And they say the earth moves. But it was just my brain.

Spinning spinning spinning.

I went to the gym anyway, my head feeling like a lead weight the whole time, up down, up down. Now the spinning is a constant and everything spins.

I want to think but I can't think through the fog that is the floating of my head. I think to create, I think to dream, I think to paint, I think to write, but every movement makes me spin around and around. I watch the world move by me and I can't figure out how to make it stop spinning.

Which creates stillness. I can't work through the spinning so I am still. And being still makes me just as crazy as the constant motion. I am sea sick from static, but movement makes me nauseous.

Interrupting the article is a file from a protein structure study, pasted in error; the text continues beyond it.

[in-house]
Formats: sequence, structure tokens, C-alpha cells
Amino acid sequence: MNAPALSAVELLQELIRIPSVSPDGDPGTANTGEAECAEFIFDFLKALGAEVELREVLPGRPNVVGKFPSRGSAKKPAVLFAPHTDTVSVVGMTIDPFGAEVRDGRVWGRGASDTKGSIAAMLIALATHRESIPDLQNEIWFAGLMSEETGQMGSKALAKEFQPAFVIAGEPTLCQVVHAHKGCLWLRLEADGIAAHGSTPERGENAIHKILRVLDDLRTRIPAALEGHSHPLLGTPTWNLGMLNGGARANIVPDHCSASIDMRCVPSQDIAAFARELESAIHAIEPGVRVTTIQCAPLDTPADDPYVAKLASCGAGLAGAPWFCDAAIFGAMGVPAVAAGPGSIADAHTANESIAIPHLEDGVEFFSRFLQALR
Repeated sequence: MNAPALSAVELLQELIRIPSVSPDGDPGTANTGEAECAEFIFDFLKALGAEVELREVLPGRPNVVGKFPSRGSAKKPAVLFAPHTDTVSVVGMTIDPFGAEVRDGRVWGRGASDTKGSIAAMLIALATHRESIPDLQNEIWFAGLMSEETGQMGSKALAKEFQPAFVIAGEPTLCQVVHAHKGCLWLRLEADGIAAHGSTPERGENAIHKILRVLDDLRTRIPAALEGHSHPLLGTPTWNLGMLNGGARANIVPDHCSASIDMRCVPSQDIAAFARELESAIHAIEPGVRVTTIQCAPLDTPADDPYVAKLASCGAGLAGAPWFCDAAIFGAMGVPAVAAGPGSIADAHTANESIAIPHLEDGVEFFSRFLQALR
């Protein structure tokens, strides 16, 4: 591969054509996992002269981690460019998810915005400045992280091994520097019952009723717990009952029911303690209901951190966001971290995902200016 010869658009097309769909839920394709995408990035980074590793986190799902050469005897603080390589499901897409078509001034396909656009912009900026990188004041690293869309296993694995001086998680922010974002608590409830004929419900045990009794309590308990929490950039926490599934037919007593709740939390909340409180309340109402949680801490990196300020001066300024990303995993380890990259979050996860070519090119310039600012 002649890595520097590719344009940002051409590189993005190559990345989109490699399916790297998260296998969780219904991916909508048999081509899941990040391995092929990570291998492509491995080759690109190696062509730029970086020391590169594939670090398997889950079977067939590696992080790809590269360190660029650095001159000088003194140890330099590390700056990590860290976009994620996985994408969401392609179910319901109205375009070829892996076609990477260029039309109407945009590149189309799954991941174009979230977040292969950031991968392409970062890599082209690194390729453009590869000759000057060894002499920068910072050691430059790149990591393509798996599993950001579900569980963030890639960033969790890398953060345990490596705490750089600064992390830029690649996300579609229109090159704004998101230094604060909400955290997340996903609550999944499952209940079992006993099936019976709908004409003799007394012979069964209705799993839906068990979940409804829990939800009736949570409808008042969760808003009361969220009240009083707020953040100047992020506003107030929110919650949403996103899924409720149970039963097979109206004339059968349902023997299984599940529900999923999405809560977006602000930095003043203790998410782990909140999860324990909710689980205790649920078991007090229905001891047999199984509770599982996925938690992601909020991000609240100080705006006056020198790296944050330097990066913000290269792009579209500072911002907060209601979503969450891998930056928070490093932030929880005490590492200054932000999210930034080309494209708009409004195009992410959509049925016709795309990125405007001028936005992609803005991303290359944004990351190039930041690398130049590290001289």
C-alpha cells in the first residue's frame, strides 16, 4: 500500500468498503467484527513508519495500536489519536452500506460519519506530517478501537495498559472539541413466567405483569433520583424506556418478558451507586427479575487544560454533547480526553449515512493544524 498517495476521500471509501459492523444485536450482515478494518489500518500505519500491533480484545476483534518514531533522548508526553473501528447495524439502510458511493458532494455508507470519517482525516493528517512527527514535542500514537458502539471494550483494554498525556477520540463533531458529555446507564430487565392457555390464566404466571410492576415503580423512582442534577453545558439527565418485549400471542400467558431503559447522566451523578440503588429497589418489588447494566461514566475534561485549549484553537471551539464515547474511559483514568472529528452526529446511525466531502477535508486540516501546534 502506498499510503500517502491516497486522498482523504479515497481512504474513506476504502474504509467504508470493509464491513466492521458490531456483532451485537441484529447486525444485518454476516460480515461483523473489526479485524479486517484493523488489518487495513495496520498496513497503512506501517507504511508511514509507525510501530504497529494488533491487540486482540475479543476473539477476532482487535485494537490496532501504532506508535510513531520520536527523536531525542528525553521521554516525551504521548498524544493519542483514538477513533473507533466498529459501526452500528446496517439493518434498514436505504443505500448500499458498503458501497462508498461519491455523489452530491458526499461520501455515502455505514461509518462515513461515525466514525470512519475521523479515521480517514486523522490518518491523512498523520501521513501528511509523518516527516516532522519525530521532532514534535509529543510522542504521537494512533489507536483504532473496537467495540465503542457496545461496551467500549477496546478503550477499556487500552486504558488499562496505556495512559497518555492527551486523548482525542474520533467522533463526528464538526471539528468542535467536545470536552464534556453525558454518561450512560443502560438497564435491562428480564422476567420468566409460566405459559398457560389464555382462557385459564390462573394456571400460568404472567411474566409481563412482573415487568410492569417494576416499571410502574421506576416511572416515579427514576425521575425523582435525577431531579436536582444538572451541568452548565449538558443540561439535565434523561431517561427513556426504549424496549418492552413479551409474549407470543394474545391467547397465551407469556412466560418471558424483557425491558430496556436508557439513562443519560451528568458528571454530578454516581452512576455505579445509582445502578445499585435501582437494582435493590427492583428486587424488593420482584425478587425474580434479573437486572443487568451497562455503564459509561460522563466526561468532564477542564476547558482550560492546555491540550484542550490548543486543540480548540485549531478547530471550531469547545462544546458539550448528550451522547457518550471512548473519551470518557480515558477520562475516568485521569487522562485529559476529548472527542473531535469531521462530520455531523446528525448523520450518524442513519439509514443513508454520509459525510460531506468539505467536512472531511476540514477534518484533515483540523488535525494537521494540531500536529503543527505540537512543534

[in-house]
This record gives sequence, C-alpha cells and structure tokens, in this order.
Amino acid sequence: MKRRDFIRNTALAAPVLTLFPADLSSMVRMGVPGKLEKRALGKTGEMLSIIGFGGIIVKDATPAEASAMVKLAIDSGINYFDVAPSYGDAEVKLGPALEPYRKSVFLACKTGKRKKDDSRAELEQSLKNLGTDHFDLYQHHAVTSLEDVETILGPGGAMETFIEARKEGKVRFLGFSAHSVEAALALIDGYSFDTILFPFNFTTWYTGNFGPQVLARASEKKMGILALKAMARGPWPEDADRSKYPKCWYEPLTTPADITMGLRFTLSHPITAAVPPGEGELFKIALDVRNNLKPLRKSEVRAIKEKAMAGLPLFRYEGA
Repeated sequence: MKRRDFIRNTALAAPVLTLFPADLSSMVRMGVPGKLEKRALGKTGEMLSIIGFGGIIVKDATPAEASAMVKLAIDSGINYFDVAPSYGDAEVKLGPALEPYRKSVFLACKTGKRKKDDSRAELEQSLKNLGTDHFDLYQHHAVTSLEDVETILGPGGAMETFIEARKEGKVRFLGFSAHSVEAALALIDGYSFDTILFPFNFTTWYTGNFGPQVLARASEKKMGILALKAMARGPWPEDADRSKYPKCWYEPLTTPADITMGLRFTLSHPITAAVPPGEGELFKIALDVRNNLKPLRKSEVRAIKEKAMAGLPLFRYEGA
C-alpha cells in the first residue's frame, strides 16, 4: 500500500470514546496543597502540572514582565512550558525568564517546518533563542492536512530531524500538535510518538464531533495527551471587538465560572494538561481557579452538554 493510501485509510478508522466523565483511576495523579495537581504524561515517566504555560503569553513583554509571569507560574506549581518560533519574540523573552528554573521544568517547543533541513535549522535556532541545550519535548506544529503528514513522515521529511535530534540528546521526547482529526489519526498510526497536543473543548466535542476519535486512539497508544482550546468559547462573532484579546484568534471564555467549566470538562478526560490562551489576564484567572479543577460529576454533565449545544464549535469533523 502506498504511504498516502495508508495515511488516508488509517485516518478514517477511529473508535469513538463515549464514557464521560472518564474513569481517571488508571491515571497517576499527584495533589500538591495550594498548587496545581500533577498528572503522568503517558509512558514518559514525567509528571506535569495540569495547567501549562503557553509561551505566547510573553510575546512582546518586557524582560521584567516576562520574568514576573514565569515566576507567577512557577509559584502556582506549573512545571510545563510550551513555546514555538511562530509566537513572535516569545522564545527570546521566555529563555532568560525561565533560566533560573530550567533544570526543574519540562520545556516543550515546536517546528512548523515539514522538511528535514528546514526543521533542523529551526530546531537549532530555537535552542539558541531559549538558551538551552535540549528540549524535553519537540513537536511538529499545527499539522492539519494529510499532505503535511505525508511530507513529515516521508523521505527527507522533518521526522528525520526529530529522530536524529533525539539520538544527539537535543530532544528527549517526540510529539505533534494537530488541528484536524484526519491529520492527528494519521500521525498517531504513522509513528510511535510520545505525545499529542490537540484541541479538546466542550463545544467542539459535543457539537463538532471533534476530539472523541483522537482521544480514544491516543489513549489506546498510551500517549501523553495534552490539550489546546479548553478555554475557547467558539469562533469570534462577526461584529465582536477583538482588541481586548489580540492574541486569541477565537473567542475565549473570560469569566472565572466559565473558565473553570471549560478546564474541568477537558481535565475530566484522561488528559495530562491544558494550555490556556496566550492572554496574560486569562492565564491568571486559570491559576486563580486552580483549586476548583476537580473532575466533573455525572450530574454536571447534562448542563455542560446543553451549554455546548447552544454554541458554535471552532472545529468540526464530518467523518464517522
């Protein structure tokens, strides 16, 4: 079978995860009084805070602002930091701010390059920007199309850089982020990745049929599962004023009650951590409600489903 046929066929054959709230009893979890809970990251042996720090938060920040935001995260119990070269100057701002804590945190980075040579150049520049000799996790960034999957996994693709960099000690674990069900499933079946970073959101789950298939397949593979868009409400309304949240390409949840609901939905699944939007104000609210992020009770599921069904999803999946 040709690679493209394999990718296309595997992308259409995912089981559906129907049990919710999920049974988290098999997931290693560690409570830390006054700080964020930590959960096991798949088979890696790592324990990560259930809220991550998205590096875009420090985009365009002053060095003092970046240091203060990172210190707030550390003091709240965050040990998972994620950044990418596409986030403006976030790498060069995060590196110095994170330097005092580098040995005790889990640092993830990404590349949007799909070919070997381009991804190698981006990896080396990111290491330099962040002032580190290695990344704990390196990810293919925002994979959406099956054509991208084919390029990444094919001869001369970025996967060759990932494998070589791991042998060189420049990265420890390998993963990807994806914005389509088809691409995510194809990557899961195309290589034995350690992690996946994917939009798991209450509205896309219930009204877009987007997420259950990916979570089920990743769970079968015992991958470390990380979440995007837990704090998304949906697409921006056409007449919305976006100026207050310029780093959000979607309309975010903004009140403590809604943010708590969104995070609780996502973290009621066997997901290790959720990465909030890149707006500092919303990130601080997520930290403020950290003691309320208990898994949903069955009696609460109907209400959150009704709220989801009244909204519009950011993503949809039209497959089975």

I want to go down but the going down makes the world spin even further. I need something to do, I think, but staring at the screen and watching it flash is not helping. The sound of the sewing machine and watching the fabric it is unfocused reality. I can't make the seams solid anymore.

Maybe the vertigo is Korea.

I can't be sure. I know I want to go back to my passion and think the world will not slip away.

Friday, December 05, 2008

You know, sometimes...

There are days when I feel like I really should step up and explain things to Koreans.

And yet it just seems like it would ruin all the fun for me.

As an aside  apparently some parts of the profit are donated to World Vision Korea charity. Which is not a bad thing.

But really, someone might want to talk to them about their new slogan. As long as that someone is not me.